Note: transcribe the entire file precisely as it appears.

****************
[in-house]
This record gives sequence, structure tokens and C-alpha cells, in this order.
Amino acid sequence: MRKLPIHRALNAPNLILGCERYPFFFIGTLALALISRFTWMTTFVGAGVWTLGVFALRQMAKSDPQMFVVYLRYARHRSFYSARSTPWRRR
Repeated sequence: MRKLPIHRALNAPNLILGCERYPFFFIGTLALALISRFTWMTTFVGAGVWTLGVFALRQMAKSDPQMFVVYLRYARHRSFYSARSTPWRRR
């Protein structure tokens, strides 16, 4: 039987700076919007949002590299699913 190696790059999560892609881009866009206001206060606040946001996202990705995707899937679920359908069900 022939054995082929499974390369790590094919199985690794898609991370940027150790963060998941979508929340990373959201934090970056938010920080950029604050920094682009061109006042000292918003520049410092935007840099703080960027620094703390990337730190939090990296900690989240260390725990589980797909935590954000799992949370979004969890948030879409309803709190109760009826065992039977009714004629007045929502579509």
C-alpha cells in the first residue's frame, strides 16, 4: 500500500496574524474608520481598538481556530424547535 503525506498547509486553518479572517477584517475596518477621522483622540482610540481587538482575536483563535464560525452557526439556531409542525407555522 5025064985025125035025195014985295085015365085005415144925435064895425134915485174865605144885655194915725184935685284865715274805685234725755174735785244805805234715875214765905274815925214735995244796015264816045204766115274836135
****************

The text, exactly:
[in-house]
This record gives sequence, structure tokens and C-alpha cells, in this order.
Amino acid sequence: MRKLPIHRALNAPNLILGCERYPFFFIGTLALALISRFTWMTTFVGAGVWTLGVFALRQMAKSDPQMFVVYLRYARHRSFYSARSTPWRRR
Repeated sequence: MRKLPIHRALNAPNLILGCERYPFFFIGTLALALISRFTWMTTFVGAGVWTLGVFALRQMAKSDPQMFVVYLRYARHRSFYSARSTPWRRR
């Protein structure tokens, strides 16, 4: 039987700076919007949002590299699913 190696790059999560892609881009866009206001206060606040946001996202990705995707899937679920359908069900 022939054995082929499974390369790590094919199985690794898609991370940027150790963060998941979508929340990373959201934090970056938010920080950029604050920094682009061109006042000292918003520049410092935007840099703080960027620094703390990337730190939090990296900690989240260390725990589980797909935590954000799992949370979004969890948030879409309803709190109760009826065992039977009714004629007045929502579509």
C-alpha cells in the first residue's frame, strides 16, 4: 500500500496574524474608520481598538481556530424547535 503525506498547509486553518479572517477584517475596518477621522483622540482610540481587538482575536483563535464560525452557526439556531409542525407555522 5025064985025125035025195014985295085015365085005415144925435064895425134915485174865605144885655194915725184935685284865715274805685234725755174735785244805805234715875214765905274815925214735995244796015264816045204766115274836135